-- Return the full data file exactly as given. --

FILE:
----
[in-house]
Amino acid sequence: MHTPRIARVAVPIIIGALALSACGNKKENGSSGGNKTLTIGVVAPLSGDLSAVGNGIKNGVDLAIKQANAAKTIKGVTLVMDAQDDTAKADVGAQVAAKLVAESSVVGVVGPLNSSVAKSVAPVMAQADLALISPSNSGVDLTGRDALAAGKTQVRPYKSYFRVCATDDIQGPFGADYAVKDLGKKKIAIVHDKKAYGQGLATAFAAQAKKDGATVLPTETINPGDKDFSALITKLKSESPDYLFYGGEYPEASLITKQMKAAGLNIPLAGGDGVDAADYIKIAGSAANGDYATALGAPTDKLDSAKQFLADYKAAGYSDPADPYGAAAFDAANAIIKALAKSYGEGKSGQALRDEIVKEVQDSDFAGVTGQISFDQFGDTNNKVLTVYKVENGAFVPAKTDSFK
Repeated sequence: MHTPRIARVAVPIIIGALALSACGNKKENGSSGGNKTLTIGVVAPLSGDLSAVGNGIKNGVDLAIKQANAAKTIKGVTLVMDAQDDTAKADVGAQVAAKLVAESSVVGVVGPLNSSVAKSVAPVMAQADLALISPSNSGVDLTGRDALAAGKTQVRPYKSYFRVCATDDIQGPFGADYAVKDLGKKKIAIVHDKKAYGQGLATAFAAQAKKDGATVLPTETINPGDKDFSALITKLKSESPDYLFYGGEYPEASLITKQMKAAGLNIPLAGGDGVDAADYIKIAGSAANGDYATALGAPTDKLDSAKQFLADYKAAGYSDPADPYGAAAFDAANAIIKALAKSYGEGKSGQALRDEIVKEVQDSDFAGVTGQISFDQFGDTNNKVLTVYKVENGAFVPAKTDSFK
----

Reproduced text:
[in-house]
Amino acid sequence: MHTPRIARVAVPIIIGALALSACGNKKENGSSGGNKTLTIGVVAPLSGDLSAVGNGIKNGVDLAIKQANAAKTIKGVTLVMDAQDDTAKADVGAQVAAKLVAESSVVGVVGPLNSSVAKSVAPVMAQADLALISPSNSGVDLTGRDALAAGKTQVRPYKSYFRVCATDDIQGPFGADYAVKDLGKKKIAIVHDKKAYGQGLATAFAAQAKKDGATVLPTETINPGDKDFSALITKLKSESPDYLFYGGEYPEASLITKQMKAAGLNIPLAGGDGVDAADYIKIAGSAANGDYATALGAPTDKLDSAKQFLADYKAAGYSDPADPYGAAAFDAANAIIKALAKSYGEGKSGQALRDEIVKEVQDSDFAGVTGQISFDQFGDTNNKVLTVYKVENGAFVPAKTDSFK
Repeated sequence: MHTPRIARVAVPIIIGALALSACGNKKENGSSGGNKTLTIGVVAPLSGDLSAVGNGIKNGVDLAIKQANAAKTIKGVTLVMDAQDDTAKADVGAQVAAKLVAESSVVGVVGPLNSSVAKSVAPVMAQADLALISPSNSGVDLTGRDALAAGKTQVRPYKSYFRVCATDDIQGPFGADYAVKDLGKKKIAIVHDKKAYGQGLATAFAAQAKKDGATVLPTETINPGDKDFSALITKLKSESPDYLFYGGEYPEASLITKQMKAAGLNIPLAGGDGVDAADYIKIAGSAANGDYATALGAPTDKLDSAKQFLADYKAAGYSDPADPYGAAAFDAANAIIKALAKSYGEGKSGQALRDEIVKEVQDSDFAGVTGQISFDQFGDTNNKVLTVYKVENGAFVPAKTDSFK